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Stage 16  -  Dartford Station  to  Shoreham Station  (11.4 miles)

Start: Grid Reference TQ5427974359 Post Code DA1 1BP StreetMap

If you just want to print out the "Route" instructions of stage 16 of this walk, without all the blurb on the website, you can download this as a Word Docx by clicking on the link.


From Dartford Station we follow Darent Valley Path thru' Dartford, Central Park & past Brooklands Lake. Thru' the villages of Darenth, Farningham & Eynsford. A big climb up past Eagle Heights & drop back down past the Roman Villa remains. Then past Lullingstone Castle. Lullingstone Park Visitor's Centre, Shoreham Castle Farm and thru' fields to and Shoreham village to finish near Shoreham Station.

Exit Dartford Station by main entrance. Turn left and left again to cross over Station Approach. Turn right along pavement and, as pavement splits, stay left, signed Darent Valley Path. This leads to a footbridge. DO NOT cross the footbridge. Instead, turn right and down steps.

Go straight on along the path, with a wall and the river to your LHS, for 230 yards. Turn right for a few yards at Dartford County Court, then before reaching the road (Home Gardens) turn left and follow the path down and through an underpass under the road. Once through turn left along St Saviours Walk, signed Darent Valley Path. After 100 yards the Walk comes out onto a road next to a bridge over the River Darent, turn right past Holy Trinity Church.

Holy Trinity Church is Grade 1 Listed and sits right at the centre of the town overlooking the river. It was built by Bishop Gundulf of Rochester c1080 on the site of an earlier Saxon church. The church has been greatly modified and added to over the years.

Watling Street was the old Roman road from Dover to St Albans via London. The route through Dartford can easily still be seen on maps along what is now Watling Street, East Street, High Street and West Street. The road would have crossed the River Darent in the vicinity of the church via a ford. This is where the town takes its name. After the murder of Thomas Becket, in 1170 at Canterbury, many pilgrims would pass through here on their way to and from Canterbury Cathedral. During the reign of Henry IV (1399-1413) a pedestrian bridge was built, but before that the only way to cross was either the ford or a ferry. According to Dartford Town Archive, a ferry, operated by a hermit, was established in 1235. Even after a proper stone bridge was built the post of hermit continued until 1518. He would collect alms for the pilgrims and donations for the upkeep of the pedestrian bridge. The footbridge survived until the mid-18th century. One of its arches was moved to and is still on display in Dartford's Central Park. The hermit is remembered by a small window in Holy Trinity Church.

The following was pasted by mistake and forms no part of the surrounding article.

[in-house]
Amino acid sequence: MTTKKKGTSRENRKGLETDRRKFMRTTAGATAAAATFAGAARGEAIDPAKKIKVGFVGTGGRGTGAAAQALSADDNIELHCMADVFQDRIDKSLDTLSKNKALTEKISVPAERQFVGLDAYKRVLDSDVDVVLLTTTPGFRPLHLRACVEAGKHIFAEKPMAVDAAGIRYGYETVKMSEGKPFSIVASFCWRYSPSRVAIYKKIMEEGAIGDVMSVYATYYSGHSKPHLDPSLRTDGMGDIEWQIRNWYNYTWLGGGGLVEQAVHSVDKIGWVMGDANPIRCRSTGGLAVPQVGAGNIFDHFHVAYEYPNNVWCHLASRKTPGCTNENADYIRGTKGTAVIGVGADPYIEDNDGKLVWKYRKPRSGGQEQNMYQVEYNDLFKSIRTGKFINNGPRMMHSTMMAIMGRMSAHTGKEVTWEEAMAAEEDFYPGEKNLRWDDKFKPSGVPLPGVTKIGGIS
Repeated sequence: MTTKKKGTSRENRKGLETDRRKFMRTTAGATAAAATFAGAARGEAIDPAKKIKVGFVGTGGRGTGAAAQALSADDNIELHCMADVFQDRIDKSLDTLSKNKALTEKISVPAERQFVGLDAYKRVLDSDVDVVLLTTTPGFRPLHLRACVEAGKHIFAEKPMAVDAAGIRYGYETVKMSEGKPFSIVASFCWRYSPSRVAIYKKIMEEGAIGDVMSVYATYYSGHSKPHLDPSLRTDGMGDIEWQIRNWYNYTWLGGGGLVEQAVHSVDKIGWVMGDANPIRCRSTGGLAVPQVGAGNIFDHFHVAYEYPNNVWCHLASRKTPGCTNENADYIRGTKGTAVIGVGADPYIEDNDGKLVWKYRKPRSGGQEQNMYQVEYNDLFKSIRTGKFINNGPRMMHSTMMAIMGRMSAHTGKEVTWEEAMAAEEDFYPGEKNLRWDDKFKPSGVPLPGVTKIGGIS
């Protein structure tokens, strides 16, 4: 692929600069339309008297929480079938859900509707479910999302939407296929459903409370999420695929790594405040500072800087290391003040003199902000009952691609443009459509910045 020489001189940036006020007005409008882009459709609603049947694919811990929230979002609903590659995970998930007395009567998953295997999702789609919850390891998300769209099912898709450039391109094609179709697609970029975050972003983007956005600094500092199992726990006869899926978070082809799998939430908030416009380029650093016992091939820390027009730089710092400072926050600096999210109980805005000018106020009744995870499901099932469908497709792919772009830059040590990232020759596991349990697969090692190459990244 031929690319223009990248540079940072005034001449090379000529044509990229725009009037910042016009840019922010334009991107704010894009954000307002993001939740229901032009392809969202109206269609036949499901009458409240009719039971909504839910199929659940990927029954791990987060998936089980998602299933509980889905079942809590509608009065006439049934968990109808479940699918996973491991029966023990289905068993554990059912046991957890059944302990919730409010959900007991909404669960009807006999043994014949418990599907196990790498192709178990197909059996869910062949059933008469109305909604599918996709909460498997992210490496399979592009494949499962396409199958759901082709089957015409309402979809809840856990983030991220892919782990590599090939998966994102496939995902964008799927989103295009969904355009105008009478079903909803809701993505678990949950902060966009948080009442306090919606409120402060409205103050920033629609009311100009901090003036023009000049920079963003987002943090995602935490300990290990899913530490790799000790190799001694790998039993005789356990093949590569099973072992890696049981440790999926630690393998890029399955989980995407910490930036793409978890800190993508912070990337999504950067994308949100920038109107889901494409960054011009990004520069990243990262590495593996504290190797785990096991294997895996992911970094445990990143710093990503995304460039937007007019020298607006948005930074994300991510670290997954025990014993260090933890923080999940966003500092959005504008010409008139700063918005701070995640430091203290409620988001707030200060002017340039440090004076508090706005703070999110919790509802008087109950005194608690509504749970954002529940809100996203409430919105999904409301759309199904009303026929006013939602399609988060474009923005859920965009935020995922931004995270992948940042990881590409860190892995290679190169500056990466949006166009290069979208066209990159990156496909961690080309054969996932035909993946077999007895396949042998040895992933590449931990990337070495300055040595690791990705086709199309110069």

In 1415 Henry V held a thanksgiving ceremony here after the Battle of Agincourt. He died in 1422 in France and his body lay overnight in the church for a requiem mass before continuing the journey to Westminster Abbey. There is much to see inside the church including a 15th century magnificent fresco depicting St, George slaying the dragon. It was whitewashed over during the Dissolution of the Monasteries, but was rediscovered in the 1830s. There is a monument to Sir John Spilman who, in 1588, founded England's first commercial paper-mill at Dartford on the River Darent, plus a brass plaque commemorating the work of Richard Trevithick, the pioneer of steam propulsion.

For further information on Holy Trinity Church visit the church website and the article at Kent Archaeology. There are also many old photos of Dartford, including the church, at Francis Frith.

Continue straight on along the pavement, past The Wat Tyler pub, and into the pedestrian area of the High Street. 

The pub takes its name from the leader of "The Peasants' Revolt" of June 1381. A board, in Bullace Lane, on the side of the pub states: 

"Wat Tyler and the commons of Kent, came in great numbers to the Brent on Friday after Whit Sunday, 1381. There they took council, saying among themselves that there were more kings than one and they would not suffer or endure any other king but King Richard, and before proceeding to London to demand from the king, "That you make us free for ever, ourselves, our heirs and our lands and that we be called no more bond or so reputed". Wat Tyler and several of the commons called at this ancient tavern (so it is said) to quench their thirst with flagons of ale."